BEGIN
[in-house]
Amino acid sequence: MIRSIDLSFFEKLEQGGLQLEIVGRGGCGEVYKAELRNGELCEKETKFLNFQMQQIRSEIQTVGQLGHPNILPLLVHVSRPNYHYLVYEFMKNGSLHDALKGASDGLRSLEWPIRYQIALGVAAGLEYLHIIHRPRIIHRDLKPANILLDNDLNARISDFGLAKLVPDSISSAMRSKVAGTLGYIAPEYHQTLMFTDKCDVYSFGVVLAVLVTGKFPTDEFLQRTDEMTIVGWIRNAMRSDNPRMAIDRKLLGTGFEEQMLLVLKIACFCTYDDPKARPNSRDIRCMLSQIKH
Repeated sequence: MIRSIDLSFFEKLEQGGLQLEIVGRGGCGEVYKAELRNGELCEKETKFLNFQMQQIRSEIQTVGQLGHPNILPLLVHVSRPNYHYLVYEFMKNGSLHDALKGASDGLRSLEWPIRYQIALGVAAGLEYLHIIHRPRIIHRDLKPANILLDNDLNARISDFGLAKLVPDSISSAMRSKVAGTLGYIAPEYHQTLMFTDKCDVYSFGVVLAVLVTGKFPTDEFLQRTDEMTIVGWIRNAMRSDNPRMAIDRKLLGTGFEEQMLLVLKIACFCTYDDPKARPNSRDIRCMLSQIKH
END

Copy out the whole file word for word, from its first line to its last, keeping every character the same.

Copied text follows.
[in-house]
Amino acid sequence: MIRSIDLSFFEKLEQGGLQLEIVGRGGCGEVYKAELRNGELCEKETKFLNFQMQQIRSEIQTVGQLGHPNILPLLVHVSRPNYHYLVYEFMKNGSLHDALKGASDGLRSLEWPIRYQIALGVAAGLEYLHIIHRPRIIHRDLKPANILLDNDLNARISDFGLAKLVPDSISSAMRSKVAGTLGYIAPEYHQTLMFTDKCDVYSFGVVLAVLVTGKFPTDEFLQRTDEMTIVGWIRNAMRSDNPRMAIDRKLLGTGFEEQMLLVLKIACFCTYDDPKARPNSRDIRCMLSQIKH
Repeated sequence: MIRSIDLSFFEKLEQGGLQLEIVGRGGCGEVYKAELRNGELCEKETKFLNFQMQQIRSEIQTVGQLGHPNILPLLVHVSRPNYHYLVYEFMKNGSLHDALKGASDGLRSLEWPIRYQIALGVAAGLEYLHIIHRPRIIHRDLKPANILLDNDLNARISDFGLAKLVPDSISSAMRSKVAGTLGYIAPEYHQTLMFTDKCDVYSFGVVLAVLVTGKFPTDEFLQRTDEMTIVGWIRNAMRSDNPRMAIDRKLLGTGFEEQMLLVLKIACFCTYDDPKARPNSRDIRCMLSQIKH